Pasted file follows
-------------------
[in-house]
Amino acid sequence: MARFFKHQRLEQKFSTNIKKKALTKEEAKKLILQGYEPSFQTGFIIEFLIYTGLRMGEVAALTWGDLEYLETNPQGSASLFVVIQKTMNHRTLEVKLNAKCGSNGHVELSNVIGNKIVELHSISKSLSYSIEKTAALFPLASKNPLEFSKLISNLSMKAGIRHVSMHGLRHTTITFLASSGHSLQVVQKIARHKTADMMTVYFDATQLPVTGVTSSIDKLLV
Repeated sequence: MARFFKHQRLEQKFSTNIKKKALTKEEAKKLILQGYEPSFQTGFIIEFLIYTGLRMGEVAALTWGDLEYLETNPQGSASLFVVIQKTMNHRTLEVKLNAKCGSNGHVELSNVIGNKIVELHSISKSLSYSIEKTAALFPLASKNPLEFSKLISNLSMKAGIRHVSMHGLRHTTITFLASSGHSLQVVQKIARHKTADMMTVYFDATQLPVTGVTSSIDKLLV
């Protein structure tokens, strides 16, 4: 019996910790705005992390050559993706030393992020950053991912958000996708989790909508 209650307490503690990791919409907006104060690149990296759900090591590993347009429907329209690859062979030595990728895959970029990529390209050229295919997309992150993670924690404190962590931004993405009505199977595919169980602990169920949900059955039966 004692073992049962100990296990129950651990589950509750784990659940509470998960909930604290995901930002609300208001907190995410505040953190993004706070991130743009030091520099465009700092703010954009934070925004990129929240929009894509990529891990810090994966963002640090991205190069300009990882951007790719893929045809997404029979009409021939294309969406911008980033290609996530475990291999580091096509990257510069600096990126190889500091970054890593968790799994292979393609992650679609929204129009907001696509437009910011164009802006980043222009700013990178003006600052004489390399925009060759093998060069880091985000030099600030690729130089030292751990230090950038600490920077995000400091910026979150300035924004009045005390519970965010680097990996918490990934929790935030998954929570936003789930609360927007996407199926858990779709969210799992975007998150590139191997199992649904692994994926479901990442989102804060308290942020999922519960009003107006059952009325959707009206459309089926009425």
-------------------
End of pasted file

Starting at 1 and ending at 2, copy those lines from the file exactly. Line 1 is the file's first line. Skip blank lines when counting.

[in-house]
Amino acid sequence: MARFFKHQRLEQKFSTNIKKKALTKEEAKKLILQGYEPSFQTGFIIEFLIYTGLRMGEVAALTWGDLEYLETNPQGSASLFVVIQKTMNHRTLEVKLNAKCGSNGHVELSNVIGNKIVELHSISKSLSYSIEKTAALFPLASKNPLEFSKLISNLSMKAGIRHVSMHGLRHTTITFLASSGHSLQVVQKIARHKTADMMTVYFDATQLPVTGVTSSIDKLLV